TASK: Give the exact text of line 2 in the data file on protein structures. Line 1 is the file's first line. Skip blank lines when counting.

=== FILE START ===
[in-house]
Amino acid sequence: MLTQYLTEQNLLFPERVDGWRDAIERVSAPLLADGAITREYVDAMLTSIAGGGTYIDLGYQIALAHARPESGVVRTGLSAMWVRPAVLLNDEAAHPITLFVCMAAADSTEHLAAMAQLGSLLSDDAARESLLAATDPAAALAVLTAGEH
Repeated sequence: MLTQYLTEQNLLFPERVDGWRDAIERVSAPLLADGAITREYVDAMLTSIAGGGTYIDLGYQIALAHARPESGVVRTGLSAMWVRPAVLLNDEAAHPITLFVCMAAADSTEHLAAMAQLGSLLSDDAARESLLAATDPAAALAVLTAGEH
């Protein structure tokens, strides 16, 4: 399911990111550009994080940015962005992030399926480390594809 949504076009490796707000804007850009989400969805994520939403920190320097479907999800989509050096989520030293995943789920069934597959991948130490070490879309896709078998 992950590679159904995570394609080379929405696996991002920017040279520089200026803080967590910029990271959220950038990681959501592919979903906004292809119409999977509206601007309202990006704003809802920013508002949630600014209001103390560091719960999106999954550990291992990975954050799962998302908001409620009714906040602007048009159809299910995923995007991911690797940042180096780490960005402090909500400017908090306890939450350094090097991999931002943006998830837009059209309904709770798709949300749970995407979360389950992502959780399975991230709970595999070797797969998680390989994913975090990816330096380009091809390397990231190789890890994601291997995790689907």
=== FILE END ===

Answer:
Amino acid sequence: MLTQYLTEQNLLFPERVDGWRDAIERVSAPLLADGAITREYVDAMLTSIAGGGTYIDLGYQIALAHARPESGVVRTGLSAMWVRPAVLLNDEAAHPITLFVCMAAADSTEHLAAMAQLGSLLSDDAARESLLAATDPAAALAVLTAGEH